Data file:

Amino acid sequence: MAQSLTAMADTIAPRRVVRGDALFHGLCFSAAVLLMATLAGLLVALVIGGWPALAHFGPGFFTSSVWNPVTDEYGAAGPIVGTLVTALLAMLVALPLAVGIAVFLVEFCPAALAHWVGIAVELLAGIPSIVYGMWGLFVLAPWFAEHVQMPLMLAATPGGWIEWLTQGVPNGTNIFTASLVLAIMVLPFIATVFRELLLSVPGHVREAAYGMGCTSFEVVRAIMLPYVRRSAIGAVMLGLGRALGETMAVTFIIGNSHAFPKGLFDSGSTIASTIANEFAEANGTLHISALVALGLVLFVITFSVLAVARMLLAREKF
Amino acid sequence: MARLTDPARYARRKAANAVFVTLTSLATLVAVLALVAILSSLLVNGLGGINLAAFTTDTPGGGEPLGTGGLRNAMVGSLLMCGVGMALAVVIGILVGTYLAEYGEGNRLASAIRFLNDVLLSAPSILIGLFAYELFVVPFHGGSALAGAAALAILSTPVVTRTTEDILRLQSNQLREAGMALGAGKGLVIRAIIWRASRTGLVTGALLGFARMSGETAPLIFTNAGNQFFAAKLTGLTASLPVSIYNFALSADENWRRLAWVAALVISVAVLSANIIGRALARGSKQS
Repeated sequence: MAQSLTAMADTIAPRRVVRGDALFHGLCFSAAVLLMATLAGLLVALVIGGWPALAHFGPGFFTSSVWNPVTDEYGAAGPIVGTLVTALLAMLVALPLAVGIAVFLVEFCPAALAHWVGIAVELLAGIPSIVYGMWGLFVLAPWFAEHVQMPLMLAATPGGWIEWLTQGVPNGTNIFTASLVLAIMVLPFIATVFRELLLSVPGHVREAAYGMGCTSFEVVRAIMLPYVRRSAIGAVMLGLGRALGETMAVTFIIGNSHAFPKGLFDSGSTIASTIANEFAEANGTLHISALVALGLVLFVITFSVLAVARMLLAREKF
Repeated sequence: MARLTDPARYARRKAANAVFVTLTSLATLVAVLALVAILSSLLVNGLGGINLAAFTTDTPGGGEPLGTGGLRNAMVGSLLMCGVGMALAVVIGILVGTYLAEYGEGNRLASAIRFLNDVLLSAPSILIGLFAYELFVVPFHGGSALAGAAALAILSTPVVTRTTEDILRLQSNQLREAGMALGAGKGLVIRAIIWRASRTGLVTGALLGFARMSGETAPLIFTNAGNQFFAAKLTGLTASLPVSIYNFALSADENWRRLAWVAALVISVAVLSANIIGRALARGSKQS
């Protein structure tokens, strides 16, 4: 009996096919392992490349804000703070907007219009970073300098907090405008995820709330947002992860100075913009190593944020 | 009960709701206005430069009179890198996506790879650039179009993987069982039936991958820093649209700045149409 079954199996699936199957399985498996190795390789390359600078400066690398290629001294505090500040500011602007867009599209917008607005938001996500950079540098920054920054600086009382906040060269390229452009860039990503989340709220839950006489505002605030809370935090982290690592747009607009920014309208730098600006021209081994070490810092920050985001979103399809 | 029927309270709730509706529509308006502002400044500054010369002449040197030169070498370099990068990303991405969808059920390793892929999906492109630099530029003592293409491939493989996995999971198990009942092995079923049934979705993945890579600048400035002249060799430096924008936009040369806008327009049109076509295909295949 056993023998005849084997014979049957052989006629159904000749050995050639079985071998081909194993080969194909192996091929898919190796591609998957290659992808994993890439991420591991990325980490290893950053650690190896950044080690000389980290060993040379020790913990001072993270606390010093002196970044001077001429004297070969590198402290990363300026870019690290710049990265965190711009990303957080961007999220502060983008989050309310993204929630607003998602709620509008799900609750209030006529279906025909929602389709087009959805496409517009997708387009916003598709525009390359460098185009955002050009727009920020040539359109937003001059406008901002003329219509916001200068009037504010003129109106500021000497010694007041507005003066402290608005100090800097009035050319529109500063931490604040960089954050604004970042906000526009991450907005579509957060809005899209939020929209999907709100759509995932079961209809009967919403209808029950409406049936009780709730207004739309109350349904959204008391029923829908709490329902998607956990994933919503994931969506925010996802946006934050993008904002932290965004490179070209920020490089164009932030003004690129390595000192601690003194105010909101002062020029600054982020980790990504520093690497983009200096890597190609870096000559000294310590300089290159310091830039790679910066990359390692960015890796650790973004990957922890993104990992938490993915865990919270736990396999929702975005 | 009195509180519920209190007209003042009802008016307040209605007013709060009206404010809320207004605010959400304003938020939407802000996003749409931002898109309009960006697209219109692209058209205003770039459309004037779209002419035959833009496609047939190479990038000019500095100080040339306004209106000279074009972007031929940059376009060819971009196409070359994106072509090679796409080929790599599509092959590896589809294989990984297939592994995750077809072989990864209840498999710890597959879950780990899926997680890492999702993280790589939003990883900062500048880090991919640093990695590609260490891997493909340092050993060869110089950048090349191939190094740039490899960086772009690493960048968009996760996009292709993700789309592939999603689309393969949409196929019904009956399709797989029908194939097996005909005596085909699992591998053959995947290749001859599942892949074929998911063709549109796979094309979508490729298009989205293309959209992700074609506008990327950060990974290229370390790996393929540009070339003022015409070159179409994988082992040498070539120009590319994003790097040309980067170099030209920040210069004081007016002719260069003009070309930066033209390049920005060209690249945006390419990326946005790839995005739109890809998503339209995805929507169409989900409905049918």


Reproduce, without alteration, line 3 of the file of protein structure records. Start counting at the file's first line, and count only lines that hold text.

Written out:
Repeated sequence: MAQSLTAMADTIAPRRVVRGDALFHGLCFSAAVLLMATLAGLLVALVIGGWPALAHFGPGFFTSSVWNPVTDEYGAAGPIVGTLVTALLAMLVALPLAVGIAVFLVEFCPAALAHWVGIAVELLAGIPSIVYGMWGLFVLAPWFAEHVQMPLMLAATPGGWIEWLTQGVPNGTNIFTASLVLAIMVLPFIATVFRELLLSVPGHVREAAYGMGCTSFEVVRAIMLPYVRRSAIGAVMLGLGRALGETMAVTFIIGNSHAFPKGLFDSGSTIASTIANEFAEANGTLHISALVALGLVLFVITFSVLAVARMLLAREKF